Rust’s console edition, despite being generally well-done, does have a handful of issues that will probably persist through launch that the developer Double Eleven says they are aware of and plan on fixing soon. Some noticeably jittery movement of other players, players walking through certain objects, players being randomly kicked, and some privacy settings in voice chat not being honored are among these issues. You also can’t create your own game just yet, although the option is listed on the main menu so hopefully that comes along soon. I personally rarely noticed examples of the known bugs, but Double Eleven says they are aware of them and they are toiling away on fixes as we speak. An aim-assist is also supposedly in the works, so given a bit of time and more feedback from players, there’s plenty of good reason to suspect Rust will continue to improve from its already generally decent performance.
Given that Rust is an online-focused game, it shouldn’t be a surprise that the game features console cross play. It does not include PC players, but those on their Xbox Ones and PS4s can play together. This is not only a consumer-friendly approach that should be acknowledged for that alone, but should also help quell the fears of anybody holding off on Rust’s console edition because of their concern for multiplayer longevity. Most multiplayer games will inevitably fade away with time, but having both Microsoft’s and Sony’s players together on the same servers, killing each other and looting each other’s crates and barrels should give Rust a reasonably sustainable lifespan on console. While I would have liked to see everybody – including PC – all on the same servers, I think the combination of these two ecosystems will likely pan out to be a reasonable compromise all things considered. After all, the console edition is technically a separate build of the game from the original version, so including PC players on it may not be possible with how everything is currently structured anyway.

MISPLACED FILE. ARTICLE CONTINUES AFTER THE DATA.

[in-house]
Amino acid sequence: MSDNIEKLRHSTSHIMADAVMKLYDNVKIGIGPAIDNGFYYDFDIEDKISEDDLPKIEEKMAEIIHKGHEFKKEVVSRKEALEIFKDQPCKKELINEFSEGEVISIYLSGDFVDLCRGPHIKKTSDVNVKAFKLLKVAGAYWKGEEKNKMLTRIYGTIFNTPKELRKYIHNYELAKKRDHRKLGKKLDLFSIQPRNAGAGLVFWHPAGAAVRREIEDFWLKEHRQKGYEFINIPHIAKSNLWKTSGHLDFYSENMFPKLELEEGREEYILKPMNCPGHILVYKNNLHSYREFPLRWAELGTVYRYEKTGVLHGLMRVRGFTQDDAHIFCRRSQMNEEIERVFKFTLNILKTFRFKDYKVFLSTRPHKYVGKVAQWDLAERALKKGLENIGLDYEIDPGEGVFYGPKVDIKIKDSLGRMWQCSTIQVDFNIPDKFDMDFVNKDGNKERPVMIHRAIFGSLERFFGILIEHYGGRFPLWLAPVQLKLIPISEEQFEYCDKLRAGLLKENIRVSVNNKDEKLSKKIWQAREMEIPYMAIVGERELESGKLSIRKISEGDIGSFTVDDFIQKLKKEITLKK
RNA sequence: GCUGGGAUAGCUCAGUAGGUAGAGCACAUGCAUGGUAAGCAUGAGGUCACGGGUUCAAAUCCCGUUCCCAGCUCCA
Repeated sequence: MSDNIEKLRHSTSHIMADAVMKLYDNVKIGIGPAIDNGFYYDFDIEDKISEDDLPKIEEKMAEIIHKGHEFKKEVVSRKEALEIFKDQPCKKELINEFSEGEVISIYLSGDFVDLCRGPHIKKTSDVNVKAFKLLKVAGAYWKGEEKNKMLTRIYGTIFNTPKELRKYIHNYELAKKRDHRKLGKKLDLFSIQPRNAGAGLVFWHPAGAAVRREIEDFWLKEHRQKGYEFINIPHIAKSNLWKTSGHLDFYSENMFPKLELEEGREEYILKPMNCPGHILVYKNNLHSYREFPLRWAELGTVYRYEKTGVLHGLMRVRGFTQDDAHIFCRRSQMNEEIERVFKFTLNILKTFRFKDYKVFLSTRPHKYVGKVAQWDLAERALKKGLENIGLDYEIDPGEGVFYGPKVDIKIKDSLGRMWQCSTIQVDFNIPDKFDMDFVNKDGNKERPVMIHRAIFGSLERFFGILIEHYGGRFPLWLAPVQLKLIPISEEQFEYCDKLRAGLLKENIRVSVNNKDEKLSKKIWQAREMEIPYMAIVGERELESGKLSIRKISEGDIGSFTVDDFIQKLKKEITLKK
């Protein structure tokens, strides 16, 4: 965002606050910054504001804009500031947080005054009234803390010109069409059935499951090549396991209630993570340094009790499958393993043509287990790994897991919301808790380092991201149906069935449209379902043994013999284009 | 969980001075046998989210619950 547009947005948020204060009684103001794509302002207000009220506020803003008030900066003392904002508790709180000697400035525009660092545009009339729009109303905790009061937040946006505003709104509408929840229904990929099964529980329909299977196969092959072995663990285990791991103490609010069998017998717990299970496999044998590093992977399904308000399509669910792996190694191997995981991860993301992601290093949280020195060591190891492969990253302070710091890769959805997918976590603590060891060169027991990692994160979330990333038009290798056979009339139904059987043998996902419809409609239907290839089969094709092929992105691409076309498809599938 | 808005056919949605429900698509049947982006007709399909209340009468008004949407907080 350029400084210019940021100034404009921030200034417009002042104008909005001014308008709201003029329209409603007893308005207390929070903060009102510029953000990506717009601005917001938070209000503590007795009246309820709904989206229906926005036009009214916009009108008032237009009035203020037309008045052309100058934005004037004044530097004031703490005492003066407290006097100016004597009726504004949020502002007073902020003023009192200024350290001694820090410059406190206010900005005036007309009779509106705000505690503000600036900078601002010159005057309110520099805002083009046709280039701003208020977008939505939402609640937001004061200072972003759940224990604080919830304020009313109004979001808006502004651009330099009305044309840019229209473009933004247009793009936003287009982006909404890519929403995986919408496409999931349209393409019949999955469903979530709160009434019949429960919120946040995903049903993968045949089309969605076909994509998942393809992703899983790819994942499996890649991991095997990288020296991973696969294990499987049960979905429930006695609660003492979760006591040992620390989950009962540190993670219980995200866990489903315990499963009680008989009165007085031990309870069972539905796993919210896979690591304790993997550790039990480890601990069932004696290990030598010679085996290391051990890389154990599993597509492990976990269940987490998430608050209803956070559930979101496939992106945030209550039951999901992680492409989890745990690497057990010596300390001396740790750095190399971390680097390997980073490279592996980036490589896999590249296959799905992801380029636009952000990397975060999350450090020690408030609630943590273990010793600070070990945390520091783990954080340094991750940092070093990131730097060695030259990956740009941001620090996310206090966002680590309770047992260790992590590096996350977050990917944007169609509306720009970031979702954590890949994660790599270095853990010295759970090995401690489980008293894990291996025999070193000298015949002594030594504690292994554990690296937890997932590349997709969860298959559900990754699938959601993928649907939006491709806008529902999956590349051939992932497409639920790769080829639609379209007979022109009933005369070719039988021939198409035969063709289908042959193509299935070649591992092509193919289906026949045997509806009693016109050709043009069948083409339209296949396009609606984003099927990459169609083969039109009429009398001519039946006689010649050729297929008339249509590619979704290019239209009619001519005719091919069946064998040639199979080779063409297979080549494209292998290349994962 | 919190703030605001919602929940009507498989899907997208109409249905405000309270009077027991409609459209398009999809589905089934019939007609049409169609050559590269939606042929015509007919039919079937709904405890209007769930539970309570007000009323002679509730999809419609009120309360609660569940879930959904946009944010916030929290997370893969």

"Those who already have experience with Rust know that to really get anywhere in it, you basically need to treat it like a part-time job. It requires dedication and lots of experience if you want to dominate the landscape in any meaningful way."
Those who already have experience with Rust know that to really get anywhere in it, you basically need to treat it like a part-time job. It requires dedication and lots of experience if you want to dominate the landscape in any meaningful way. That doesn’t mean there aren’t ways to speed the process up and skirt around some of the intended paths of progression, but generally speaking it’s a game that rewards your time spent very slowly. Given this, it might not ultimately end up being the best fit for most console players.
That said, the slow, grindy, and sometimes frustrating experience that is Rust has indeed made a faithful transition to console from the folks of Double Eleven and Facepunch Studios really knowing what they’re doing here. There are certainly some gripes to be had and some legitimate concerns that may prove more or less significant as time goes on, but thankfully the foundation for this new version of Rust is generally a solid one. Anybody who has been waiting to play the game on their console and knows what they’re getting into has little to fear at this point. It’s an easy recommendation for those who understand what Rust is and are ready for that sort of experience. As a game, it’s still easy to see why Rust is a classic, albeit a niche’ one. The survival elements are top-notch and hardcore. As a console port, I’m curious to see what will come of its new audience over the next couple of years, but so far it is impressively well-optimized and tailored for the controller.
This game was reviewed on the PlayStation 4.
Moment to moment gameplay is intriguing as ever; Solid translation of gameplay mechanics from PC to console.
Multiple unnecessary button interaction required for simple actions; A few bugs; Lack of cross play with PC players is a small but notable issue.